Penile Puns: Personal Names and Phallic Symbols in Skaldic Poetry
Gade, Kari Ellen
Essays in Medieval Studies, vol. 6 (1989)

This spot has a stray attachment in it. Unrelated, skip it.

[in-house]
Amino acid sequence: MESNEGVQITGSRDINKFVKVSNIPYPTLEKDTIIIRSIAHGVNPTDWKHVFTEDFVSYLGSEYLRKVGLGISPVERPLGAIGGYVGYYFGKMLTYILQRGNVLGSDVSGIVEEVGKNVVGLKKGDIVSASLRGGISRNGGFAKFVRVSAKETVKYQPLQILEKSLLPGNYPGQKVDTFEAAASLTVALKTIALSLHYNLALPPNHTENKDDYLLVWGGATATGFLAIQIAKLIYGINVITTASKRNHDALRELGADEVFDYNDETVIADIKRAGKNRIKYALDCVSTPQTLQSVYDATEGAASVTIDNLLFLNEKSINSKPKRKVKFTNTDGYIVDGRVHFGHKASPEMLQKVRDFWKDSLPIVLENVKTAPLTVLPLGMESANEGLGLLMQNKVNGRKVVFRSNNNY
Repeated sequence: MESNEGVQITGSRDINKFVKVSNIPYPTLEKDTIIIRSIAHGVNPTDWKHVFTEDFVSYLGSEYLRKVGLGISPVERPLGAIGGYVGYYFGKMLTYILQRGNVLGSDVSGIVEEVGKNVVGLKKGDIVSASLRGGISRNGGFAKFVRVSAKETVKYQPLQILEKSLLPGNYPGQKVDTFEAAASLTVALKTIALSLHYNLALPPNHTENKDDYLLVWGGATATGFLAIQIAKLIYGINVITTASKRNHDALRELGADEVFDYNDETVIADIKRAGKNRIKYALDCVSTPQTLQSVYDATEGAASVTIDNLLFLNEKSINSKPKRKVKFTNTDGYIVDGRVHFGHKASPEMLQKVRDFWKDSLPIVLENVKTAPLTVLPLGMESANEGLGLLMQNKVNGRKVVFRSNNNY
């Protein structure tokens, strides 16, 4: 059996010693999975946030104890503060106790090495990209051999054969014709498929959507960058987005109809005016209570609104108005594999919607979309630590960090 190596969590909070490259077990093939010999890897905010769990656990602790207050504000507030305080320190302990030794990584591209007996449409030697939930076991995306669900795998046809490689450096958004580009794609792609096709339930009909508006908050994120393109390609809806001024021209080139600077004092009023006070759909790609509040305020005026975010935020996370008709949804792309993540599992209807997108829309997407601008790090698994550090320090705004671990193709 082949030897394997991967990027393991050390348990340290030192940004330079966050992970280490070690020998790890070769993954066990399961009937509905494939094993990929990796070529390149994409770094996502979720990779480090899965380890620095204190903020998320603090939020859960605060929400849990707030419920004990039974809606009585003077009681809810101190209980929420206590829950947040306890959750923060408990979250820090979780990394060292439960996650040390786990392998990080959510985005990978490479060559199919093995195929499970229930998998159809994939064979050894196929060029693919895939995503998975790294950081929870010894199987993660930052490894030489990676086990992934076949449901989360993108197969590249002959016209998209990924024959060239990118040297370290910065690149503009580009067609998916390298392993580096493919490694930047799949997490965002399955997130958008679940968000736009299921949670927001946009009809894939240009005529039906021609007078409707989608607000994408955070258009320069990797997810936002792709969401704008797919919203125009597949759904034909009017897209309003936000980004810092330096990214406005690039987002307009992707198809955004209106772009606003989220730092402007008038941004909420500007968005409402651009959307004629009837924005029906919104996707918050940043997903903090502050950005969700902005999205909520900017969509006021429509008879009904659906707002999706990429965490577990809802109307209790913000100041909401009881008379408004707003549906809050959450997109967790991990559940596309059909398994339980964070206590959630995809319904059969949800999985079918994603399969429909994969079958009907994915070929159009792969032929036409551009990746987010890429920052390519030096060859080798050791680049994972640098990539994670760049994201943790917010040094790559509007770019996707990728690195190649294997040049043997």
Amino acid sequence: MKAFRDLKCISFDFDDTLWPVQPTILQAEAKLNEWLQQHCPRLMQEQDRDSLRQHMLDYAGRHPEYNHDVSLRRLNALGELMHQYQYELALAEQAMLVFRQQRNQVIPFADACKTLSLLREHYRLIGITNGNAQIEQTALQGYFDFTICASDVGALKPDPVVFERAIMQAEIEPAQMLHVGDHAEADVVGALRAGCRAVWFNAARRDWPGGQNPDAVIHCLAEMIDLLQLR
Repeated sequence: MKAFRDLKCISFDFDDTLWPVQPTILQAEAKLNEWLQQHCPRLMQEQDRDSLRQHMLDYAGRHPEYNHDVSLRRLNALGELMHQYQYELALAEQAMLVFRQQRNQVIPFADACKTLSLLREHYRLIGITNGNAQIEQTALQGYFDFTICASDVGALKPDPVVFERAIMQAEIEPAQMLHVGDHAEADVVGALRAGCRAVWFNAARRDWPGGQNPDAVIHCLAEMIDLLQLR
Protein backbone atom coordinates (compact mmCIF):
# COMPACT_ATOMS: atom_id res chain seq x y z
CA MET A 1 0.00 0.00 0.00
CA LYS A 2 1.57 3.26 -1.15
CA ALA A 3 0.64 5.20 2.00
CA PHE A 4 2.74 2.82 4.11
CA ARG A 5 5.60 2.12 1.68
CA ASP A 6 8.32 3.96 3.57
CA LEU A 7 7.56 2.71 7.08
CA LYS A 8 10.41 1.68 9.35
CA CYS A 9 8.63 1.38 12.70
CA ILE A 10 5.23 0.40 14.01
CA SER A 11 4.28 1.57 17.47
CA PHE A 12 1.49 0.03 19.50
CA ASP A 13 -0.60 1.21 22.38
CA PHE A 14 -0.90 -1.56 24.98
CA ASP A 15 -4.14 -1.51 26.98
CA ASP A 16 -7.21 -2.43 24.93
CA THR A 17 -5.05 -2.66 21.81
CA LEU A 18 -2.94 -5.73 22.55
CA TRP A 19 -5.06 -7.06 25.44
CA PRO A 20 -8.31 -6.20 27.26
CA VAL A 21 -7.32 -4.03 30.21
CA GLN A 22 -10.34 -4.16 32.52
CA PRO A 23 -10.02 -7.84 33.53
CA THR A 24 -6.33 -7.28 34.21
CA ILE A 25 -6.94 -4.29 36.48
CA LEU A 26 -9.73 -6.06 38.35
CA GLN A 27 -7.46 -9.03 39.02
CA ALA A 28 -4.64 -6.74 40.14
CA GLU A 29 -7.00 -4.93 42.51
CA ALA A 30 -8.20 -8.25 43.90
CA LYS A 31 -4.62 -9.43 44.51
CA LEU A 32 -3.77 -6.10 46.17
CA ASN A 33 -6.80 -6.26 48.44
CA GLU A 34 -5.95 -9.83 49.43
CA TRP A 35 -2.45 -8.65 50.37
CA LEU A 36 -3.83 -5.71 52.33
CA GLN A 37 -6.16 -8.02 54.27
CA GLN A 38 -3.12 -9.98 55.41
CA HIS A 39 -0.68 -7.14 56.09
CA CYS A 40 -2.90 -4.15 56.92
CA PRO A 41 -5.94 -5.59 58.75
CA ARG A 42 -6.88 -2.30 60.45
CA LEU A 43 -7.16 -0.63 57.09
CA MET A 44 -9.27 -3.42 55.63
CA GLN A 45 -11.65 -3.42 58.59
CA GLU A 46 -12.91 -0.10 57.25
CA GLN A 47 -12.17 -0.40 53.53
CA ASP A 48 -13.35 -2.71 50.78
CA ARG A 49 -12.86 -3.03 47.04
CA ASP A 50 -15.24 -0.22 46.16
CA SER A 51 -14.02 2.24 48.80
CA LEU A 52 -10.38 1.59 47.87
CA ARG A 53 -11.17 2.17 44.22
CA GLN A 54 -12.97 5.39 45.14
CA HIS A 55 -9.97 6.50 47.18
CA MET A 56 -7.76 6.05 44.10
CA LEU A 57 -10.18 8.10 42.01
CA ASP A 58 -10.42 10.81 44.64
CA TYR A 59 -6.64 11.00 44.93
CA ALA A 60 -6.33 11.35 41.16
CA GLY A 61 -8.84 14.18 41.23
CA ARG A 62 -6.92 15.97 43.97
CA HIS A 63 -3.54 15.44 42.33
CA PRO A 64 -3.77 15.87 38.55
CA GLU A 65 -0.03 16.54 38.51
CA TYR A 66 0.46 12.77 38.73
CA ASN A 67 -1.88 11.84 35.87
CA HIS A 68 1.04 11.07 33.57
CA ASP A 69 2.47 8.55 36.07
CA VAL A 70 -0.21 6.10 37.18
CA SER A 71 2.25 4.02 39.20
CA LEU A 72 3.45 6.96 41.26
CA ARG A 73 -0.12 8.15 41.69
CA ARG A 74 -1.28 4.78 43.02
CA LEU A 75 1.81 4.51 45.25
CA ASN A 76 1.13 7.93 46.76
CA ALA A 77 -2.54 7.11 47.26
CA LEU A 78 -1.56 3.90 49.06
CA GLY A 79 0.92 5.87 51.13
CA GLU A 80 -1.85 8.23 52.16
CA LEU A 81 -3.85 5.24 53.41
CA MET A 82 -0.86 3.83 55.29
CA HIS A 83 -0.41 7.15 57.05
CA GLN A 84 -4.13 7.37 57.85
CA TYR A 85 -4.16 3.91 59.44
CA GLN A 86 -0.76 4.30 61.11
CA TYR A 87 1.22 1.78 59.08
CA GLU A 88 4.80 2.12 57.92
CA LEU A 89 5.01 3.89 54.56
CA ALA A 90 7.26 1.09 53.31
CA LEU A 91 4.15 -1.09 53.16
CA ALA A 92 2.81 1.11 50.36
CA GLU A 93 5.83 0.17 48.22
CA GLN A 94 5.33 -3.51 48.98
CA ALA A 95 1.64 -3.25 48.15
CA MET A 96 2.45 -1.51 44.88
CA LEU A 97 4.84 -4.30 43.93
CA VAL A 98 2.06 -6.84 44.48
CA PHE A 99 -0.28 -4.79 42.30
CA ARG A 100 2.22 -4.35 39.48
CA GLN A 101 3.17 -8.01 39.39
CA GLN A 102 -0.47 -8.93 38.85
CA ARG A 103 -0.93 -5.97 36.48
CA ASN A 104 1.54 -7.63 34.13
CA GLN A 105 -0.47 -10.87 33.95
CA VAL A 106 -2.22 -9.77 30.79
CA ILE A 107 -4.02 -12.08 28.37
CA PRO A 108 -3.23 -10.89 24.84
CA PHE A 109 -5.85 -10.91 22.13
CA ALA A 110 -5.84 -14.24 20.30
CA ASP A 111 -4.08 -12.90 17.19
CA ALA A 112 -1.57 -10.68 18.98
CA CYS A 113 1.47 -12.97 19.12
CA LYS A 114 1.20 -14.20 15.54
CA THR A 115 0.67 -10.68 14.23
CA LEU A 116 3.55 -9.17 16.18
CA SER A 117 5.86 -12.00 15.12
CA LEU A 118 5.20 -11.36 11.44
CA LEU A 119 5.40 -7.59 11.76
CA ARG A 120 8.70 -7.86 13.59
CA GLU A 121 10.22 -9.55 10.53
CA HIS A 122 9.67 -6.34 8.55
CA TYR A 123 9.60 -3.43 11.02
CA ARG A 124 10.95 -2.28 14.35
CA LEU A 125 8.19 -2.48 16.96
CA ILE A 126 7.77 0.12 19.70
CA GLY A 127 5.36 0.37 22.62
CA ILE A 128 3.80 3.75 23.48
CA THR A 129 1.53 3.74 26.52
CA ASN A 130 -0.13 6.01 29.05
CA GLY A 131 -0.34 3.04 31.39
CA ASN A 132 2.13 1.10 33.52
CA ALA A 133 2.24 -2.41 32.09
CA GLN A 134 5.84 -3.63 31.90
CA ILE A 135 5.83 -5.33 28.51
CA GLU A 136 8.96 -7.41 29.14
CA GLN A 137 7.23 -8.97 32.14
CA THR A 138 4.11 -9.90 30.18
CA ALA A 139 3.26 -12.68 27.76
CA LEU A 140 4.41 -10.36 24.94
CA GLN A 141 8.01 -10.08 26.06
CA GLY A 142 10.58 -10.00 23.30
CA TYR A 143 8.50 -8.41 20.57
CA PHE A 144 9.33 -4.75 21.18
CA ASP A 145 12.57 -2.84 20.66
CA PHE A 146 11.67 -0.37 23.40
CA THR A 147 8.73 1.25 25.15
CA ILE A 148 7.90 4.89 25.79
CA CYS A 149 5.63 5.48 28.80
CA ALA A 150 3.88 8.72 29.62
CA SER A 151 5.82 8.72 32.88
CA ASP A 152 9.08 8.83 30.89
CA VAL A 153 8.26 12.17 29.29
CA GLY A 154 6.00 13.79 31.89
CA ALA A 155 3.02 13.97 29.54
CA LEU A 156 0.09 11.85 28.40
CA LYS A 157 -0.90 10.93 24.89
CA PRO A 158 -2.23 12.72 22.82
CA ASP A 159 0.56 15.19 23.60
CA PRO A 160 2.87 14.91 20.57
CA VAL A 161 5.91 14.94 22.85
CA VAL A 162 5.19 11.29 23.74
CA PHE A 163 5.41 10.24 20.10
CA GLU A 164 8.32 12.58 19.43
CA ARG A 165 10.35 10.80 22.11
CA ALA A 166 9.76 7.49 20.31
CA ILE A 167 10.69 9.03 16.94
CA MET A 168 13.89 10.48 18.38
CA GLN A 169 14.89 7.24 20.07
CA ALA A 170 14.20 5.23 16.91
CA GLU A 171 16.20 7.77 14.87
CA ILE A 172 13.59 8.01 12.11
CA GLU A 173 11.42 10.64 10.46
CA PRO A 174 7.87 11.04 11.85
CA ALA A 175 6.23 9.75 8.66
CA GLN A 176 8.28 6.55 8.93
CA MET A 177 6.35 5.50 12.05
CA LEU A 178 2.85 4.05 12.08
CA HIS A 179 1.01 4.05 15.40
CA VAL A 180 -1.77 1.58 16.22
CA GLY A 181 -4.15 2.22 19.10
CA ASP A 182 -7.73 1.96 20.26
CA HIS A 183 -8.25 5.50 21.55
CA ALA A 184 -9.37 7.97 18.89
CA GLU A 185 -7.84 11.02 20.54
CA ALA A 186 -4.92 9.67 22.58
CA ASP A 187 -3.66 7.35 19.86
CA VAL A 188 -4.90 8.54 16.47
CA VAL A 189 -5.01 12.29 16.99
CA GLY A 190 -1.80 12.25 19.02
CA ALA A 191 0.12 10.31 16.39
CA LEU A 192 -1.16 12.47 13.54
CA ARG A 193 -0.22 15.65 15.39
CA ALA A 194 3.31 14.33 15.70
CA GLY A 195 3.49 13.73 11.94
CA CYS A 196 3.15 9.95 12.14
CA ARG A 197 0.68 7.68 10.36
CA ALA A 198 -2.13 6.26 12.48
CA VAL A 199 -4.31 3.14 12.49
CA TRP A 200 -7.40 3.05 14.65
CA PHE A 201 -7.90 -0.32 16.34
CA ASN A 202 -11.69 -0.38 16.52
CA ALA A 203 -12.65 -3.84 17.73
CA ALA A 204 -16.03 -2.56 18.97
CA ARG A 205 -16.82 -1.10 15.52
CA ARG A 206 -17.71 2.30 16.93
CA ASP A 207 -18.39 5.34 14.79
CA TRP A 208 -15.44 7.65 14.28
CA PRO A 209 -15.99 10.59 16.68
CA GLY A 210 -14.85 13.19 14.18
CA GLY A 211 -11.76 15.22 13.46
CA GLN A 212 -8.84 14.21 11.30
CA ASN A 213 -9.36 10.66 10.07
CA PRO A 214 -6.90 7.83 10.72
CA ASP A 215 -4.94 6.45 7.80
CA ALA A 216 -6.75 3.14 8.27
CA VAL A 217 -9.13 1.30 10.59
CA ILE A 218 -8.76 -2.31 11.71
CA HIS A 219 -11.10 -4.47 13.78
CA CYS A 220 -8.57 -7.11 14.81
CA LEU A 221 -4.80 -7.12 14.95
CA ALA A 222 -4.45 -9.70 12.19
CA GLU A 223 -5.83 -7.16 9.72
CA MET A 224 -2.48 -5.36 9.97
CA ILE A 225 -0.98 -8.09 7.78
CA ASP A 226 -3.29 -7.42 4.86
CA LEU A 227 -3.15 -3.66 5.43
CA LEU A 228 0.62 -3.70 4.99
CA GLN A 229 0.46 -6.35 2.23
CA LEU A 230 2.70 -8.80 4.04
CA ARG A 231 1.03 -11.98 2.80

Personal names are an important component of skaldic poetry. Whereas Eddic poetry commemorated characters from a dim and heroic past, skaldic poems, with a few exceptions, addressed contemporary persons and events. By incorporating a name into a stanza, the skald would tie a person to a specific action and furnish his own comments on that person’s behavior; that is, he would praise or punish. In encomiastic poems the poets used names to extol chieftains and humiliate their enemies; although a chieftain might not at once have grasped the content of a stanza, he would surely have been able to recognize his own name, especially when emphasized by rhyme and alliteration, and show his immediate gratification to the composer. The lausavísur (loose stanzas) in the sagas provided the skald with the opportunity to describe contemporary events and relate his own experiences. He could address his beloved, taunt an enemy, lament a dead son, or praise his own talents as a warrior, lover, or poet. The so-called níðvísur (defamatory poems) were intended to destroy an enemy, often by mentioning his name and hinting at his connections with homosexual behavior or bestiality. In mansongr (love poetry) the skalds described coveted women in erotic terms, praised their beauty, and hinted at their promiscuous inclinations. Both níðvísur and mansongr incurred severe penalties in Old Norse law. A man who heard a slanderous poem recited about him was entitled to a large financial compensation and under certain circumstances he could kill the offender with impunity.